“We here at the Negro Leagues Baseball Museum have always maintained that Jackie Robinson’s breaking of the color barrier was actually the beginning of the civil rights movement in this country,” Kendrick said, noting that this was before the integration of the armed forces. Brown v. Board of Education, and Rosa Parks refused to sit in the back of the bus.

Though Robinson dealt with vicious harassment and threats, the powerful symbolism and resulting domino effects of him taking the field as the Brooklyn Dodger are stark reminders of just how far-reaching baseball’s influence can be.

Even after a 40-team cut, MLB still has 120 minor-league teams scattered across the United States in small to medium-sized cities. It has a strong presence in Latin America and there are plenty of opportunities to expand MLB’s connections to Japan and Korea, where baseball is incredibly popular.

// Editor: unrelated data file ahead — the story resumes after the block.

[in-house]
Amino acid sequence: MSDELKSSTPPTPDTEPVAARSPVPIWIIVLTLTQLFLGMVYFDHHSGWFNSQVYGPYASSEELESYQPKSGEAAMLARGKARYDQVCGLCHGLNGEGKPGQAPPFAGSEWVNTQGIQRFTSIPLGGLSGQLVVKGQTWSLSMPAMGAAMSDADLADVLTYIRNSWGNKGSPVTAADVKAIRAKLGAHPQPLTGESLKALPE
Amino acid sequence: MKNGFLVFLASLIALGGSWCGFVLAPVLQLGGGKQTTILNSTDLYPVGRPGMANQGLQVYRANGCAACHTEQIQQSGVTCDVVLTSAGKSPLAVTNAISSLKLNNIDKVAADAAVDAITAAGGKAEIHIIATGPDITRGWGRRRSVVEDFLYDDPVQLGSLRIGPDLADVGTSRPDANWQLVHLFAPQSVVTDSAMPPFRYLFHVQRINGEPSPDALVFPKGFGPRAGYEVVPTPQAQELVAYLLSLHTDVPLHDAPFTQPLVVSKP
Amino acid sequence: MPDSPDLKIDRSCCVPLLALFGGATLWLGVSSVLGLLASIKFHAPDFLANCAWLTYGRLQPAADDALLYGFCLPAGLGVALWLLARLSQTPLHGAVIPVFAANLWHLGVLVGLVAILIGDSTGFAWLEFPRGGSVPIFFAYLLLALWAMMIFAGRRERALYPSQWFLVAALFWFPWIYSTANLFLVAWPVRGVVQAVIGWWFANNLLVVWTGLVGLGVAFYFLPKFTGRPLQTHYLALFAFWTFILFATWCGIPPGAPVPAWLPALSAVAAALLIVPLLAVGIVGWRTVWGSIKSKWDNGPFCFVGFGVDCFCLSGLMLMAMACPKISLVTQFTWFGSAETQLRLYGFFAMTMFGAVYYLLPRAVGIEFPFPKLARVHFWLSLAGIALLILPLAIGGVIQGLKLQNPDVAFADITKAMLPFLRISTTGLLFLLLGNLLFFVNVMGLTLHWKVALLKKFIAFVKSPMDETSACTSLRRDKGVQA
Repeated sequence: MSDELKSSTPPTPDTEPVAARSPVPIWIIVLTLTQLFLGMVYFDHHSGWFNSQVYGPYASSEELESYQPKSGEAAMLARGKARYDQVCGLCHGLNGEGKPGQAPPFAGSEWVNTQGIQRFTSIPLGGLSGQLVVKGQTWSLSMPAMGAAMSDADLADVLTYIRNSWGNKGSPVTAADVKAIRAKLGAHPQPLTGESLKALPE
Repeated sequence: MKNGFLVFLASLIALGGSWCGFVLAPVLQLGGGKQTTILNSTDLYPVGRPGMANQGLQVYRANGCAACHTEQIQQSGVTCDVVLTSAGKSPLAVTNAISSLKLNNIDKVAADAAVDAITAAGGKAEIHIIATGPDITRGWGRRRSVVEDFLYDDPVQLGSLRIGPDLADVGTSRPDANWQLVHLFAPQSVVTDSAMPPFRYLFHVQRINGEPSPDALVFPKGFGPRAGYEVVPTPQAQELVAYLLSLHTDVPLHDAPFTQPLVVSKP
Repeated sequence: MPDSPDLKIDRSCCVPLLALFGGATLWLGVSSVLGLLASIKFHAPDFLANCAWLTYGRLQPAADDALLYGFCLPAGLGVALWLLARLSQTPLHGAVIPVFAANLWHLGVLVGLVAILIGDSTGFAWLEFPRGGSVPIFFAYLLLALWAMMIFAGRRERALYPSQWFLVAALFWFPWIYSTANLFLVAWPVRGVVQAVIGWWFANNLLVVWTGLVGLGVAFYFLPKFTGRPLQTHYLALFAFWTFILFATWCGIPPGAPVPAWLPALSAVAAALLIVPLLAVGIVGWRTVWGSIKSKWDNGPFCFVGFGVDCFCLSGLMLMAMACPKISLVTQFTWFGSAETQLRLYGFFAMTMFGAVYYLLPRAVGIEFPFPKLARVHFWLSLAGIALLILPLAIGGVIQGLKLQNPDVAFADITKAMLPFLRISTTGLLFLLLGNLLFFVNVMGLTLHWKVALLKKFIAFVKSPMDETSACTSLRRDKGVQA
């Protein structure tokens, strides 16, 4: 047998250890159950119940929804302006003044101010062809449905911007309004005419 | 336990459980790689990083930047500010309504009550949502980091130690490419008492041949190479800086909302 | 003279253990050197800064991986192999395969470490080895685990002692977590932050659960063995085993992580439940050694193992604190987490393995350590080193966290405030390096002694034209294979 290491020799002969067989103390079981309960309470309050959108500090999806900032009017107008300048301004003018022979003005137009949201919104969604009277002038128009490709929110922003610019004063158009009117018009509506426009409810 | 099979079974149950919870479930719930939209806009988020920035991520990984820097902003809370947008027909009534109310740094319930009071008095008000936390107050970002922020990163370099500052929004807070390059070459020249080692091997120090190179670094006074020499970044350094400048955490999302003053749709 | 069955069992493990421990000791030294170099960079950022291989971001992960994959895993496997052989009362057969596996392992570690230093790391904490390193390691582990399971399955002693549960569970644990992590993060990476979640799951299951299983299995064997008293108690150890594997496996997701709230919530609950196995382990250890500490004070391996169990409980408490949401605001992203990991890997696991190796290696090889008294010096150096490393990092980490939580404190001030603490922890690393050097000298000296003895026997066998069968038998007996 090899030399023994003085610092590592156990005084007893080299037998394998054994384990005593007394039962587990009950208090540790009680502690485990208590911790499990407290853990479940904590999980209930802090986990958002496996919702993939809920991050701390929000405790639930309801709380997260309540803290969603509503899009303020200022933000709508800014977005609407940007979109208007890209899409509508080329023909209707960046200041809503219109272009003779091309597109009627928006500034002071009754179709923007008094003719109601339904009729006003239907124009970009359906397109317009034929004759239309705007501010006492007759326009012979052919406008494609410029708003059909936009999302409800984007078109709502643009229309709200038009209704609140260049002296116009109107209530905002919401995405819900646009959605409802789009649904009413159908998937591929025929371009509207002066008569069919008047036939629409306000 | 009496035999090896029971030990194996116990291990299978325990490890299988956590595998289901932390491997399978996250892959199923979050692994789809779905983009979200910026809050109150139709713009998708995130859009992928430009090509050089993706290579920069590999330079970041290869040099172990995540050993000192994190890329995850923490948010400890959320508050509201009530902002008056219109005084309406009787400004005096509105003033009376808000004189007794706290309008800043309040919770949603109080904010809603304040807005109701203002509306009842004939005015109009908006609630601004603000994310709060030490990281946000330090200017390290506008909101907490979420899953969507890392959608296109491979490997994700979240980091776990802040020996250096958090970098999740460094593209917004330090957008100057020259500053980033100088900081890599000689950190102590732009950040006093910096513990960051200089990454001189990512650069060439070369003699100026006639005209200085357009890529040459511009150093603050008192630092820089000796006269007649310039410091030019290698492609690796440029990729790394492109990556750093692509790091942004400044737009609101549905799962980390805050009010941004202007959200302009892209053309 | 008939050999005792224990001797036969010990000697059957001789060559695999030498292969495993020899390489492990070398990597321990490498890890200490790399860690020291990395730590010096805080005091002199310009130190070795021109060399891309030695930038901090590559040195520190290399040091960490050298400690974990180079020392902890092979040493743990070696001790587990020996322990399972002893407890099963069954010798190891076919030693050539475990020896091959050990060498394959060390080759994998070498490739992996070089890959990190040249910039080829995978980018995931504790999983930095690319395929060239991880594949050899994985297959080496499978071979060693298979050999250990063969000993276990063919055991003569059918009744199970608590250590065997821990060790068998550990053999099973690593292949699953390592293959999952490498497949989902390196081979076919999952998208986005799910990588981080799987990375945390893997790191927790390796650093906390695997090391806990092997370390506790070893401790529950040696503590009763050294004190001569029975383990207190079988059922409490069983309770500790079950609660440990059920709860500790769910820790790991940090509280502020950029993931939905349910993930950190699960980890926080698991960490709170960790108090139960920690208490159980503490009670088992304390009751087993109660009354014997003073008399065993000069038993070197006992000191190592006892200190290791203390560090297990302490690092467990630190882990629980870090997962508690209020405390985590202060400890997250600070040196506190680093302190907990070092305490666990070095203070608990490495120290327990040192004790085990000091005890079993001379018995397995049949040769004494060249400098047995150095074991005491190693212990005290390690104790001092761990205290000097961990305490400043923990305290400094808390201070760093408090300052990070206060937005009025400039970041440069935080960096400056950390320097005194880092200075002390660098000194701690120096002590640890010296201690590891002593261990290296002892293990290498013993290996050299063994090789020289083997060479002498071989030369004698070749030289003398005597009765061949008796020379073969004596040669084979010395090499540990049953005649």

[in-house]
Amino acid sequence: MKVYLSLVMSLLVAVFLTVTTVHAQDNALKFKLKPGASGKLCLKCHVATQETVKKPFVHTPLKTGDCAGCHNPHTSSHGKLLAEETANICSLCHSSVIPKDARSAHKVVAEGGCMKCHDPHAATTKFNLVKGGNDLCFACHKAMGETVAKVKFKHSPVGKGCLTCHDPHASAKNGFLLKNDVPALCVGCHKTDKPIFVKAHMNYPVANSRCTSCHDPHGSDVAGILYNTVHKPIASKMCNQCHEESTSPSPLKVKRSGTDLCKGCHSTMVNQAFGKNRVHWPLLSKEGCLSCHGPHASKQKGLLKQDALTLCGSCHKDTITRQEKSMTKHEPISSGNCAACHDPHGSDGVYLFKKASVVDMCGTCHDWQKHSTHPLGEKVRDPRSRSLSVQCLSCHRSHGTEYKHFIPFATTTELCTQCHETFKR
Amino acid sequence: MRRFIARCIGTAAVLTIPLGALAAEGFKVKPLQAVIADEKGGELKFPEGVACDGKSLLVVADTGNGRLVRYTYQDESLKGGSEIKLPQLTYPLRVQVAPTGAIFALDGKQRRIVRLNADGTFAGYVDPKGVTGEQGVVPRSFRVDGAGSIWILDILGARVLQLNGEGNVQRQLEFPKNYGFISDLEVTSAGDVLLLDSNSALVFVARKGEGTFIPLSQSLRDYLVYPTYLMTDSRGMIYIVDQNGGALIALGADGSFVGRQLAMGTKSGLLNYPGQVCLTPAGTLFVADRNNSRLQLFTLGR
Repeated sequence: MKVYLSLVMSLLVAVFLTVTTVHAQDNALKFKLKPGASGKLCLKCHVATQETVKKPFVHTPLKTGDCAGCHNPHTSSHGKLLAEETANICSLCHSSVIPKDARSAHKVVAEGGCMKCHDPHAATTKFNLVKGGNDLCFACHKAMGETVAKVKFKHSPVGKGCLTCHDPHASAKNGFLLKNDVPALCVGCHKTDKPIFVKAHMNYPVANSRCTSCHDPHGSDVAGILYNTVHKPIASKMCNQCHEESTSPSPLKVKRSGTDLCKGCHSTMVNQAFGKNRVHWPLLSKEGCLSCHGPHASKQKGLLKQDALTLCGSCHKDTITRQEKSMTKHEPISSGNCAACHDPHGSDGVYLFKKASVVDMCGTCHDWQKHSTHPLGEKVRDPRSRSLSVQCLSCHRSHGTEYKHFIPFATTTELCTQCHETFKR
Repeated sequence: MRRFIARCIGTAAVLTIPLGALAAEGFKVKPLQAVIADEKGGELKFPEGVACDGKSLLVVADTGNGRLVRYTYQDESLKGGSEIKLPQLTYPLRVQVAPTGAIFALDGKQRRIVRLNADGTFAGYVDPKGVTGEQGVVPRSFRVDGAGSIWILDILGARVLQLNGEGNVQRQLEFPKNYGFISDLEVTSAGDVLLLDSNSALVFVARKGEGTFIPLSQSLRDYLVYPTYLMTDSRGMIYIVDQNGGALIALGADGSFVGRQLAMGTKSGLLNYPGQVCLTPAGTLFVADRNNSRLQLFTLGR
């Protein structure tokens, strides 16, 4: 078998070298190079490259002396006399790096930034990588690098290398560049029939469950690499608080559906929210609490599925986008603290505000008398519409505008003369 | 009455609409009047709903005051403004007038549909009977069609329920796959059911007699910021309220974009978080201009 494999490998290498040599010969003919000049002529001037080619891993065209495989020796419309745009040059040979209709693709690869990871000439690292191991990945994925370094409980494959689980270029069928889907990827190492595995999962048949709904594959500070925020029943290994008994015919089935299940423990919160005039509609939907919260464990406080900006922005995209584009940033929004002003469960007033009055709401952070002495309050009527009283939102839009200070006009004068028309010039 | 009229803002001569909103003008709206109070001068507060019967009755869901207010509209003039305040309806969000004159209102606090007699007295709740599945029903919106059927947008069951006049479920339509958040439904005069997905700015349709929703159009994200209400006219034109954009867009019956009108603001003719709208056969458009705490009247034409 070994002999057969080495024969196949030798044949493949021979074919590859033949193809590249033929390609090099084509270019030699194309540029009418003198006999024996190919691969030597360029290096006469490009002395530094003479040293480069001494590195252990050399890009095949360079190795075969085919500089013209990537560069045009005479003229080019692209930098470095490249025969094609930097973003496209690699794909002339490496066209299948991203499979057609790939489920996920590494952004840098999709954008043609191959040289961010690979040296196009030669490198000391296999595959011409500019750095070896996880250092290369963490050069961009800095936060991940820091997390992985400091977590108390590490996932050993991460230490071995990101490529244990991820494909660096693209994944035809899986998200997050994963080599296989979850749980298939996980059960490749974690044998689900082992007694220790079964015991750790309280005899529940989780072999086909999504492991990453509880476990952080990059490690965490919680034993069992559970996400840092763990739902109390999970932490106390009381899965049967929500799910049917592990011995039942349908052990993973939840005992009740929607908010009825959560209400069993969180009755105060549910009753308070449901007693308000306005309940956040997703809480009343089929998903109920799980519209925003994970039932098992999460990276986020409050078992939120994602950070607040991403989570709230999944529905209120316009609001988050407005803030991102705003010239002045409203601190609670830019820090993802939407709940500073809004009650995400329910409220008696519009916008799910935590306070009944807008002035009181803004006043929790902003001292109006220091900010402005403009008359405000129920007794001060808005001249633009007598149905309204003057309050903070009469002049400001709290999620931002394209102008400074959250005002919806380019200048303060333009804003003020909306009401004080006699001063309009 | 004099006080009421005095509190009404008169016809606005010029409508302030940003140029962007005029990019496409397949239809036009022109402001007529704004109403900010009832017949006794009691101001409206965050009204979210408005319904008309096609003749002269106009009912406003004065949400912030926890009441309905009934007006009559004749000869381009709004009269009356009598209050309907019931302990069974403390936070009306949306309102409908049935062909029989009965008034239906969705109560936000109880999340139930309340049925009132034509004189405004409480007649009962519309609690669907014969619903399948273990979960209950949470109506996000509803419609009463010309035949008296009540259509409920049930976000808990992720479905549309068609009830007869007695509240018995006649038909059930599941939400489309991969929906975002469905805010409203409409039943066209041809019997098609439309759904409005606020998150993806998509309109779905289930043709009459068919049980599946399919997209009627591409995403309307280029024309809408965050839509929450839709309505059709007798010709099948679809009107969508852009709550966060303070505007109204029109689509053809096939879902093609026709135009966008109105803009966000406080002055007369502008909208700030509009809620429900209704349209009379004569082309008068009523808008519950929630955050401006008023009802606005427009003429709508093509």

Need speed

The first task, however, should be to inspire a new generation and lower the average age of fans, which according to a 2017 survey is 57 years. That starts with supporting a players’ union that fully understands how previous CBAs have worked to lower payrolls every year since 2017, and a fanbase that could watch football or play “Fortnite.”

“As a fan of the game,” Kendrick said, “I’d like to see the style of play resemble Negro Leagues. They were bold and cheeky. When [Negro Leagues legend] Cool Papa Bell went for a walk, well, Cool Papa Bell will land on third base.

Satchel Paige telling his infielders to sit while he serves would dominate entire news cycles in 2022. With that in mind, Kendrick wants to see more stolen bases, balls in play, flashy defensive moves and marketing of the league’s big stars.